Immediately I was drawn towards the Unihertz Titan and Titan Pocket. These devices remind me strongly of my Blackberry. A small, rugged and portable device that was ideal for communicating but sucked at webbrowsing or doing any of the internet stuff with a high-visual-octane. The smaller screen and the handy keyboard is very alluring. But the size of the Titan (the pocket is smaller but also has a smaller keyboard) and the poor android support (Android 11 on the Pocket, 10 on the Titan) might speak against them on the long run.
Another weird little device on the Unihertz website is the Jelly. A 3 inch android smartphone that is so tiny, you wouldn’t even WANT to surf on it for hours on end. One way to still be connected without suffering from a screen addiction is to downsize the screen? The downside is that using this device for any kind of GPS would require reading glasses with a high perscription
Neuter your Smartphone
The last alternative of course is to « dumb down » your existing phone. By restricting apps and access it is perfectly possible to « scale down » the digital possibilities of your phone to give you JUST the the things you need. This does require a fair share of self discipline because you can easily « switch your phone back to full addictive mode » at the press of a button.
Not quite there yet.
Looking to make your Phone less addictive and more ‘productive’ is more of a thought exercise. I’ve started to figure out it is less about the hardware and more about the things we want to DO with it. Having addictive apps on your phone is a matter of what apps you allow, not what your phone can (or cannot do). I’ve recently moved things like Vinted (I can search for Retro Transformers for hours on end) to my iPad and haven’t used it since. So maybe the same can go for other apps. I need to re-baseline the smartphone I have and determine what I want it to do for me. And if that answer differs in different situations, then maybe I need to start using different profiles and settings to « transform » that black slab into something that does what I need it to do at that moment.
It all comes down to you
In the end? It all comes down to us, the user. We decide how we spend the « attention calories » of our day. Scrolling aimlessly on 9gag or writing up a blogpost that goes around the world in 50 minutes. That is up to us. Our devices enable us to do a great many things, but the way to fight the attention economy might not be with MORE hardware, but with a re-thought approach on how we want to use the technology we already have. So let’s veer away from the umph-teenth Youtube video on some new gadget, keep the money in our pocket and start thinking like like « smart » geeks.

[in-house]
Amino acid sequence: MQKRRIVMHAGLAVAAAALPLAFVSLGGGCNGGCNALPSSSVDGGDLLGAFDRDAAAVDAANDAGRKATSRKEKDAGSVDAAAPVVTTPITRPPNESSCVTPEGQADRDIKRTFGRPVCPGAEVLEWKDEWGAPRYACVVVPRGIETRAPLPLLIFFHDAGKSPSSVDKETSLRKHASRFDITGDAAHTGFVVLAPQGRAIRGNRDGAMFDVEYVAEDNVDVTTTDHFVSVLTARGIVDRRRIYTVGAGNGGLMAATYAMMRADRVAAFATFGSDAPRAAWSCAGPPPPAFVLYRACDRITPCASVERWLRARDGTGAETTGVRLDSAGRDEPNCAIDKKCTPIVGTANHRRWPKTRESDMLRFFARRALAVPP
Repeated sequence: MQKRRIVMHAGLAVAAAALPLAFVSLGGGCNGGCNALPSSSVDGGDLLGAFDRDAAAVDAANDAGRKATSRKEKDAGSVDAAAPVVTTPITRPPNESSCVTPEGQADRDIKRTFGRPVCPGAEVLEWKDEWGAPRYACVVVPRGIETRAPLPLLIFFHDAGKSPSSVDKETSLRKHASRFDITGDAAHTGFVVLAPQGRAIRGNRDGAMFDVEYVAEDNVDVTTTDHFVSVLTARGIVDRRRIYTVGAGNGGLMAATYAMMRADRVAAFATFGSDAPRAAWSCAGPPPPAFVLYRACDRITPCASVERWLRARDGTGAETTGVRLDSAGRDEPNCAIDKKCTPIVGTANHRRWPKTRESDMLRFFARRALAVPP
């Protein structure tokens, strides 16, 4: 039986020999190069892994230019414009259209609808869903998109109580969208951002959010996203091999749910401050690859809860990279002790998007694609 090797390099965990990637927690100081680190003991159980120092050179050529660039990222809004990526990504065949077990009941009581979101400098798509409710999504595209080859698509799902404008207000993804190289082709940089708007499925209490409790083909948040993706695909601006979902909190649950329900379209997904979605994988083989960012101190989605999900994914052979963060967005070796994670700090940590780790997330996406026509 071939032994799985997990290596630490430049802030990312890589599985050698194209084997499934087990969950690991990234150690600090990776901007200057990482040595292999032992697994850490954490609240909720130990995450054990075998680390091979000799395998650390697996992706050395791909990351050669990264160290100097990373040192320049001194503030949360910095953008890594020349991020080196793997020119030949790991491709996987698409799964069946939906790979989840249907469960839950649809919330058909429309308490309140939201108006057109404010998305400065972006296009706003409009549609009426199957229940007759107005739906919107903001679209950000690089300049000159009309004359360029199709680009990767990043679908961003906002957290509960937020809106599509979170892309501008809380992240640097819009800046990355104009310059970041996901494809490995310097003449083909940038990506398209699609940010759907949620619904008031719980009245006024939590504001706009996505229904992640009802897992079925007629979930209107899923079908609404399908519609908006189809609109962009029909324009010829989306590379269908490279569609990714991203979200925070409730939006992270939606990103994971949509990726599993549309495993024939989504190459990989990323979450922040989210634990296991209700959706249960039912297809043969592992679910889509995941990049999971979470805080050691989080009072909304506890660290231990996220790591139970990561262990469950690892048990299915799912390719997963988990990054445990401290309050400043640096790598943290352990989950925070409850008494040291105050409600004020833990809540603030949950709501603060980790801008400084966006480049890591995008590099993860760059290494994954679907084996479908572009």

Whenever you think Knightwise.com the tagline must somehow stil ring in your head « On the edge of real and Cyberspace ». And with « the edge » I don’t always mean the latest, newest or hippest techno hype that is going around. It shouldn’t always deal with the arrowhead of digital progress, it might also be « The Fringe ».
Having ridden the crest of the WEB 2.0 and Social Media revolution, witnessed the rise of the cloud and the dawn of big tech, I sometimes find myself in a world where everything feels « mainstream », where everybody is using the same tech, has the same phone and does the same things on the same platforms. Where the excitement has petered off and the internet has become « boring ».
Looking for an edge
So I look for new « edges » to discover. Fringe technologies and platforms that hardly anybody knows. Places that are of the beaten path about to break new ground or fizzle into nothingness.
And opposed to the hords of streamers and podcasters that want to « make it big » and pull in huge numbers and make the big bucks, I’m loving the small engaged community of readers, listeners and contributeurs I have today. I’m not looking for a stage, I’m looking for a campfire.
Maybe it’s misplaced nostalgia, looking for a tech-scene that wasn’t so mainstream. Where you don’t hear about everybody and their dog spouting an opinion over AI … Where you mention some term of tech and people say « What the hell is that ».
So let’s discover that edge together: Throw up your suggestions for some app, tech or platform that nobody knows about and hardly anyone follows. Something new, nerdy and plain weird, because .. we like that kind of stuff. Because there is nothing more exiting then … Living on the edge.